In right brain education, it is called “imaging”. However, having read examples of how images have helped nurture musical talent and improve grades, I think many of us would probably be familiar with it by different terms. For example, to me, it has always been what I refer to as visualising. I used to practice it when I was rock climbing. Not surprisingly, I got pretty good at rock climbing, too, and this is coming from a person who dreaded physical education in school because I was so bad at it.
I recall an occasion when I was projecting one particularly challenging route, I was working on it so hard that I injured my fingers. Since I had to go easy, I would visualise myself climbing the route in my mind whenever I wasn’t doing anything else. I red-pointed that route the following weekend when I went out to the crag.
I had read about this technique in a book called “Mind Gym: An Athlete’s Guide to Inner Excellence“. The book described a golfer who had been imprisoned in a POW camp for years. To get through his imprisonment, he would visualise himself playing golf at a golf course everyday. The vision was so clear, he could feel the breeze against his cheek and the golf club in his hands. When he was eventually freed, his golf handicap had improved and he played even better than he did before he was imprisoned!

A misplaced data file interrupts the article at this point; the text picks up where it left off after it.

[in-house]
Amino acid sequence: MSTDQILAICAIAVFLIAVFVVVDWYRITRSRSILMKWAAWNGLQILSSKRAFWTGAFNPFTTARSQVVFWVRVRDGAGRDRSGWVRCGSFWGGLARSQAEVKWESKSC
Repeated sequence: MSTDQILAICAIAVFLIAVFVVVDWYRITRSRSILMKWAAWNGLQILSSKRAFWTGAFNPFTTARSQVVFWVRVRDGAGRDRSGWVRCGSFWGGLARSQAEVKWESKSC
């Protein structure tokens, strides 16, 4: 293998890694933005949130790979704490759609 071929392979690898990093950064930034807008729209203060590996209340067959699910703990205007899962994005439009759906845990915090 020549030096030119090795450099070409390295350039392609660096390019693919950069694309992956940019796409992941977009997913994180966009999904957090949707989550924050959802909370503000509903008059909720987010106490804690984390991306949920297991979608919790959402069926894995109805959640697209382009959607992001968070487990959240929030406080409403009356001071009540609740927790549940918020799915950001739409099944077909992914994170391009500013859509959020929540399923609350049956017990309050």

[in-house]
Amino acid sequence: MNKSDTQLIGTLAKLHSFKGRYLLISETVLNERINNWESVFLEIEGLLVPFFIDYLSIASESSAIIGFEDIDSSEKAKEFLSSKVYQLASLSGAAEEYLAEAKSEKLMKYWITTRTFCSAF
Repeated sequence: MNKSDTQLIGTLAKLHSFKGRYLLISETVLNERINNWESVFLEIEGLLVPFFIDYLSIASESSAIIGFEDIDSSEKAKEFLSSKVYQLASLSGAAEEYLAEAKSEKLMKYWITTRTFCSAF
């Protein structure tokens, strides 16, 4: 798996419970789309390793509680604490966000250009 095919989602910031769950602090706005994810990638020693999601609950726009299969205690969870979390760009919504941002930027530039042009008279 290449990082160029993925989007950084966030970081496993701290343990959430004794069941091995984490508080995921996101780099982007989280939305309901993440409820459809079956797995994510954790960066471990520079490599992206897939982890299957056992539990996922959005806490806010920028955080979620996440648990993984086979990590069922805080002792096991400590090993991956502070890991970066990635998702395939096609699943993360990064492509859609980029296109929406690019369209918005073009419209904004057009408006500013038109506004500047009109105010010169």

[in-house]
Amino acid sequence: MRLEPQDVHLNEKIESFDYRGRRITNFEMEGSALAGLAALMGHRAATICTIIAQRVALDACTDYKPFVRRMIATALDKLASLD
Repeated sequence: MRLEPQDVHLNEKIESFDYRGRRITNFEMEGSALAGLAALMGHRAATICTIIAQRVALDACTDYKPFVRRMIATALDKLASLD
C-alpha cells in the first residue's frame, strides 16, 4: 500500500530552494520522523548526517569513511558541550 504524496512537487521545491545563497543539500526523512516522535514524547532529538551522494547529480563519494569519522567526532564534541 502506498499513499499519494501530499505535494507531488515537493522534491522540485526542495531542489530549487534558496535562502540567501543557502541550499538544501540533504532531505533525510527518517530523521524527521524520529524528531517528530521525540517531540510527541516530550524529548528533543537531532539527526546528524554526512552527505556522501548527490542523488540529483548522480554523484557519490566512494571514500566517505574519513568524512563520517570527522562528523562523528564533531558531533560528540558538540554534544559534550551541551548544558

In his book “Children can Change Through Right Brain Education“, Shichida cited the example of a boy in 6th grade who had been practicing the electric piano for 6 years. Because he wasn’t good at it, his parents were always telling him to quit. He refused because he liked his teacher. His teacher asked him to enter a music contest and he agreed but after practicing for a month, it looked like it was going to end in disaster because he had practiced until his wrists and fingers were swollen and still he could not memorise the piece.
6 days before the contest date, he practiced the piano for fifteen minutes and spent the rest of the time image training. On the day itself, he panicked when he heard the other children playing so well. His mother encouraged him to continue his image training until it was his turn. When he went on, he played twice as well as his original capability and did not make a single mistake even though he had been making so many mistakes during practice. He was selected as one of the top five to represent the Saitama prefecture.
Shichida also cites examples of improvements in arts, sports and academics through image training. If you look at the music example, it is similar to the concept of visualisation. The explanation for it in Mind Gym is that memories and fantasies are made of the same stuff. Create a strong enough fantasy and it behaves like a memory. So in the case of the golfer, his most recent golf game was the one he played in his mind, not the physical one that took place years ago before he was imprisoned.
My only question now is how exactly do you practice image training for other subjects. Sports and playing an instrument are fairly straight forward. You just have to see yourself doing the activity, but how do you do image training for Math or Chemistry? If you have the answers, feel free to share your thoughts below. In the meantime, I’ll hit the books again to see what else I can find out…